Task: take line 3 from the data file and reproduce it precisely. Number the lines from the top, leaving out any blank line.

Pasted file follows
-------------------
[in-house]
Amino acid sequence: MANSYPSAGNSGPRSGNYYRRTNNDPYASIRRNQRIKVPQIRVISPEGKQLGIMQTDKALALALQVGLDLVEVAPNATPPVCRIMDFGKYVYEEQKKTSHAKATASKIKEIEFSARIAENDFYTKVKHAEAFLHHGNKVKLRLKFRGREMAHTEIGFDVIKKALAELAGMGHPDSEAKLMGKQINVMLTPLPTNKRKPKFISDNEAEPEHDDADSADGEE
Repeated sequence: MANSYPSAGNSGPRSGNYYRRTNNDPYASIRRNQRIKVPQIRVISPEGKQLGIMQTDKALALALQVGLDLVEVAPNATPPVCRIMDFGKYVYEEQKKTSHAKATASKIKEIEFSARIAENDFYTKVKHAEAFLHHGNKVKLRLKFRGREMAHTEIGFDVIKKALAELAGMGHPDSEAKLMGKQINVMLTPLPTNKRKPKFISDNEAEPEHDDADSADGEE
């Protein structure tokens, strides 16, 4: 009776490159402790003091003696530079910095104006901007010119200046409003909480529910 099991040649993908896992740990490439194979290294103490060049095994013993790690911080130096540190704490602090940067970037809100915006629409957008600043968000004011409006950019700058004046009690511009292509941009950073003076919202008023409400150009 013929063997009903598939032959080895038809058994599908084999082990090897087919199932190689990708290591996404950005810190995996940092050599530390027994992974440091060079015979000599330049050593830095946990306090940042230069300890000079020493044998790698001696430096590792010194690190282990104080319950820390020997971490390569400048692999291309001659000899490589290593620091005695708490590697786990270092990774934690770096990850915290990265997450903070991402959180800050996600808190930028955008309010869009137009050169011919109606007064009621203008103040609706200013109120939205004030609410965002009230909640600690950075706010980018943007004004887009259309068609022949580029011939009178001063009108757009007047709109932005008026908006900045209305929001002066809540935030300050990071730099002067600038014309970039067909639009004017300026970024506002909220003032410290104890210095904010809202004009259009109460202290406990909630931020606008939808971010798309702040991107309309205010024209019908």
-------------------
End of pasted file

Repeated sequence: MANSYPSAGNSGPRSGNYYRRTNNDPYASIRRNQRIKVPQIRVISPEGKQLGIMQTDKALALALQVGLDLVEVAPNATPPVCRIMDFGKYVYEEQKKTSHAKATASKIKEIEFSARIAENDFYTKVKHAEAFLHHGNKVKLRLKFRGREMAHTEIGFDVIKKALAELAGMGHPDSEAKLMGKQINVMLTPLPTNKRKPKFISDNEAEPEHDDADSADGEE